Modeling always requires abstraction and simplification. We need to arrive at a system for representing the components of a system, the laws of action that describe their evolution and interaction, and a way of aggregating the results of the representation of the components and their interactions. Simplifications are required in order to permit us to arrive at computationally feasible representations of the reality in question; but deciding which simplifications are legitimate is a deeply pragmatic and contextual question. Ignoring air resistance is a reasonable simplification when we are modeling the trajectories of dense, massive projectiles through the atmosphere; it is wholly unreasonable if we are interested in modeling the fall of a leaf or a feather under the influence of gravity (link).
Modeling the social world is particularly challenging for a number of reasons. Not all social actors are the same; actors interact with each other in ways that are difficult to represent formally; and actors change their propensities for behavior as a result of their interactions. They learn, adapt, and reconfigure; they acquire new preferences and new ways of weighing their circumstances; and they sometimes change the frames within which they deliberate and choose.
Modeling the social world certainly requires the use of simplifying assumptions. There is no such thing as what we might call a Borges-class model -- one that represents every feature of the terrain. This means that the scientist needs to balance realism, tractability, and empirical adequacy in arriving at a set of assumptions about the actor and the environment, both natural and social. These judgments are influenced by several factors, including the explanatory and theoretical goals of the analysis. Is the analysis intended to serve as an empirical representation of an actual domain of social action -- the effects on habitat of the grazing strategies of a vast number of independent herders, say? Or is it intended to isolate the central tendency of a few key factors -- short term cost-benefit analysis in a context of a limited horizon of environmental opportunities, say?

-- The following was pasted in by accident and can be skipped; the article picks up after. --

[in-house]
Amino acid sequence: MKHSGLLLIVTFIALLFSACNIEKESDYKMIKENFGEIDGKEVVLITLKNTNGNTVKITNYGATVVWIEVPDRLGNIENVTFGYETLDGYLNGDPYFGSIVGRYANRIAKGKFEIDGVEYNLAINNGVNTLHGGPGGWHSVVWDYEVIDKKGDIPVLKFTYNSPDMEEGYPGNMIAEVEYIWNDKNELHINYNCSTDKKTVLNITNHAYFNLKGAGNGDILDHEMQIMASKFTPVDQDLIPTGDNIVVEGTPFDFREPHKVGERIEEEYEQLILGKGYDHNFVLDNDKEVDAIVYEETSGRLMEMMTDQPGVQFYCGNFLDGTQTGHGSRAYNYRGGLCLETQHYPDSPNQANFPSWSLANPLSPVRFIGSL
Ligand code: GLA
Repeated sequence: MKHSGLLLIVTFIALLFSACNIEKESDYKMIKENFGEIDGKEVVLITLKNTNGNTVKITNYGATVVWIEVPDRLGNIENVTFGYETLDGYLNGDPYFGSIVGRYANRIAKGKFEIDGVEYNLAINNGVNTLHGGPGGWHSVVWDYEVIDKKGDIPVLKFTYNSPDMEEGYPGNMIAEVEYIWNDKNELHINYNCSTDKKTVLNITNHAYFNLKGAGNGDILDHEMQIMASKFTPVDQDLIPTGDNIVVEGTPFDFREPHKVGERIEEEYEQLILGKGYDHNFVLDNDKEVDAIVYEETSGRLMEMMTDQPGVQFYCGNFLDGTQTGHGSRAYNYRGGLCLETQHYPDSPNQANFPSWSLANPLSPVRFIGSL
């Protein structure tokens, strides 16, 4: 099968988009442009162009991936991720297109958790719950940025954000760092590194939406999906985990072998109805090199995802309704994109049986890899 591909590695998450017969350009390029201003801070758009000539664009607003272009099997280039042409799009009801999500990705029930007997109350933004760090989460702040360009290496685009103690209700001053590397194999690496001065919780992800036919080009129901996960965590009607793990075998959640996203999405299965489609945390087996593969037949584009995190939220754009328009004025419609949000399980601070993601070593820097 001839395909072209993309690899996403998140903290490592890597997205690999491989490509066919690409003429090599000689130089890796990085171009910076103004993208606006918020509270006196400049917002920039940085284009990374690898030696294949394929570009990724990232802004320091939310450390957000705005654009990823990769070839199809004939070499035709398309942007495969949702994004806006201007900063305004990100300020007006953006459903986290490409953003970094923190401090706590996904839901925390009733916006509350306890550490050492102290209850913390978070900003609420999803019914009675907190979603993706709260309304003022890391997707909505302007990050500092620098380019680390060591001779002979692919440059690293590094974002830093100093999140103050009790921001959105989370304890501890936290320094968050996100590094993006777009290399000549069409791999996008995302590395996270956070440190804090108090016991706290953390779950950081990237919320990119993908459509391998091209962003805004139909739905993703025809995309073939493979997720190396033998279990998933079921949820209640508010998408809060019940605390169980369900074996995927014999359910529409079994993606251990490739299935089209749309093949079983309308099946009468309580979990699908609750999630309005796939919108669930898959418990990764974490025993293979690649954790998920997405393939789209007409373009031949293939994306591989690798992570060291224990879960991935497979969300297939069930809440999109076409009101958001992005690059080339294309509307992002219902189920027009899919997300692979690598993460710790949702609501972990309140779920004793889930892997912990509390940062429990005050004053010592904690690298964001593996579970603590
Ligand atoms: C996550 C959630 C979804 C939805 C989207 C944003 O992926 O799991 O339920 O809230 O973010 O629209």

If the goal of the simulation is to provide an empirically adequate reconstruction of the complex social situation, permitting adjustment of parameters in order to answer "what-if" questions, then it is reasonable to expect that the baseline model needs to be fairly detailed. We need to build in enough realism about the intentions and modes of reasoning of the actors, and we need a fair amount of detail concerning the natural, social, and policy environments in which they choose.
The discipline of economic geography provides good examples of both extremes of abstraction and realism of assumptions. At one extreme we have the work of von Thunen in his treatment of the Isolated State, producing a model of habitation, agriculture, and urbanization that reflects the economic rationality of the actors.
At the other extreme we have calibrated agent-based models of land use that build in more differentiated assumptions about the intentions of the actors and the legal and natural environment in which they make their plans and decisions. A very good and up-to-date volume dedicated to the application of calibrated agent-based models in economic geography is Alison Heppenstall, Andrew Crooks, Linda See, and Michael Batty, Agent-Based Models of Geographical Systems. The contribution by Crooks and Heppenstall provides an especially good introduction to the approach ("Introduction to Agent-Based Modelling"). Crook and Heppenstall describe the distinguishing features of the approach in these terms:
To understand geographical problems such as sprawl, congestion and segregation, researchers have begun to focus on bottom-up approaches to simulating human systems, specifically researching the reasoning on which individual decisions are made. One such approach is agent-based modelling (ABM) which allows one to simulate the individual actions of diverse agents, and to measure the resulting system behaviour and outcomes over time. The distinction between these new approaches and the more aggregate, static conceptions and representations that they seek to complement, if not replace, is that they facilitate the exploration of system processes at the level of their constituent elements. (86)The volume also pays a good deal of attention to the problem of validation and testing of simulations. Here is how Manson, Sun, and Bonsal approach the problem of validation of ABMs in their contribution, "Agent-Based Modeling and Complexity":